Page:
Is it the end of free banking? You bet!

admin
17 January 2008
Image

I've been following this 'unlawful bank charge' saga with great interest over the past year. From the windfalls of £10,000+ scooped by the lucky few, to the smaller wins won by the average joe. But today the test case gets underway. The Office of Fair Trading is taking on the likes of Abbey, Barclays, Clydesdale, HSBC, HBOS, Lloyds TSB, Royal Bank of Scotland and Nationwide to get them to defend charging customers up to £35 for exceeding their overdraft limit, or bounced cheques.

Call me cynical, but the banks will win whatever the outcome.

If the banks win, the £35 charge will continue and there will be outrage from those still waiting for a refund for not running their accounts like they should. I don't agree with such a high charge, but I really don't have much sympathy for people who 'spend it like Beckham'. It's not your money when all's said and done, so why do it!?

But lets say the OFT wins. The judge rules that the charges are unfair and that they must be brought down to a level which only covers the cost of administrating such misdemeanours. Everyone celebrates whilst the banks go back to their swanky Docklands offices with their tails between their legs. But the victory will be short-lived, because no sooner after the champagne runs dry in Martin Lewis' office, and in an effort to reclaim their costs in some way they'll bring in a charge to run our accounts.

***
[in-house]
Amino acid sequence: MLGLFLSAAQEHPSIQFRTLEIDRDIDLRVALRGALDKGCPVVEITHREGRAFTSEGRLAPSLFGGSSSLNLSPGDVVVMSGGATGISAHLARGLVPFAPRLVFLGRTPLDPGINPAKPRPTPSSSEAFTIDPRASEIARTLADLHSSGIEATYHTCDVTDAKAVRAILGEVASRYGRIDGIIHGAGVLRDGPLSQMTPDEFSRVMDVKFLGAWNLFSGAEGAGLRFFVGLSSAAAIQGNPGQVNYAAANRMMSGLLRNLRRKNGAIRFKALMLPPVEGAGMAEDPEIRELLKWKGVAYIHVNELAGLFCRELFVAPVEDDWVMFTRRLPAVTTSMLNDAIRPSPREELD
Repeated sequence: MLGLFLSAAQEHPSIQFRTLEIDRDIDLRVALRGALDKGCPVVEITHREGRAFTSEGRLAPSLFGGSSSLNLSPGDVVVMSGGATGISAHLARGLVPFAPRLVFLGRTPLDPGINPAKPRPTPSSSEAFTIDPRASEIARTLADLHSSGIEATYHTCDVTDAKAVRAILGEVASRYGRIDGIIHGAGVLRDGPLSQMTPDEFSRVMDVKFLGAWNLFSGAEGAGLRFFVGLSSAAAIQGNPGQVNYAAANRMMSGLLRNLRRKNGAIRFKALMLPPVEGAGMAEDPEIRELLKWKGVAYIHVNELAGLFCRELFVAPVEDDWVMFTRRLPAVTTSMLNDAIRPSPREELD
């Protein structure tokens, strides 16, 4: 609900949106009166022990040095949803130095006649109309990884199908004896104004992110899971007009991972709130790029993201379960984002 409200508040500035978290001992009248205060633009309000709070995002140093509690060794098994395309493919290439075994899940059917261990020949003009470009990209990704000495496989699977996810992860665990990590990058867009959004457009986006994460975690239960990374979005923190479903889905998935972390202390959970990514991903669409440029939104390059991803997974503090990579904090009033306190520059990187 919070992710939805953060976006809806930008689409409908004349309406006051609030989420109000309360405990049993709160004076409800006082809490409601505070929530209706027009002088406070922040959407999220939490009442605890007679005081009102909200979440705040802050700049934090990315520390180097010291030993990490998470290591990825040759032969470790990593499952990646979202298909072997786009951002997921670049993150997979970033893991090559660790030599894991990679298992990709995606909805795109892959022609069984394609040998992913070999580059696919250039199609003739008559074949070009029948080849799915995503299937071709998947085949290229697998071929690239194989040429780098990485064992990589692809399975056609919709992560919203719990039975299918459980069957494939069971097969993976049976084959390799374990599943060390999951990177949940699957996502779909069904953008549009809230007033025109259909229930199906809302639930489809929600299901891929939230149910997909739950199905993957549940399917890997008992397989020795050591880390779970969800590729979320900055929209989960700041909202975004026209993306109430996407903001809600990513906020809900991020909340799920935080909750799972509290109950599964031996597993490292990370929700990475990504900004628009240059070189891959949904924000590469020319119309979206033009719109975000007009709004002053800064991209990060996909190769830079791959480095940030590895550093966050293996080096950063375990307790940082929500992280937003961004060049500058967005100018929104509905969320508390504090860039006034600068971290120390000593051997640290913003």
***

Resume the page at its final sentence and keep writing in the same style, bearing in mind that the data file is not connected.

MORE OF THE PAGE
For years in the UK we've enjoyed the luxury of free banking. If we're good with our finances we take it for granted that we can run our current accounts for pretty much nothing. We can use whatver ATM we choose (don't ever use those pub ones, I lost £3,000 through fraud doing so once, and never again, but that's a story for another day), we can transfer money for free and we get sent statements etc for free. My mum lives in Barcelona. Over there you have to pay your bank a monthly charge (roughly £7 I think) for running your account, and you can only use ATMs that your bank provides. But over there the rules regarding overdrafts and credit cards are much stricter.

Don't get me wrong, I don't agree with a charge for banking and I think banks should be falling over backwards to get us to bank with them. But with this 'credit crunch' continuing, I just have this really horrible feeling that 2008 will be the year free banking in the UK dies.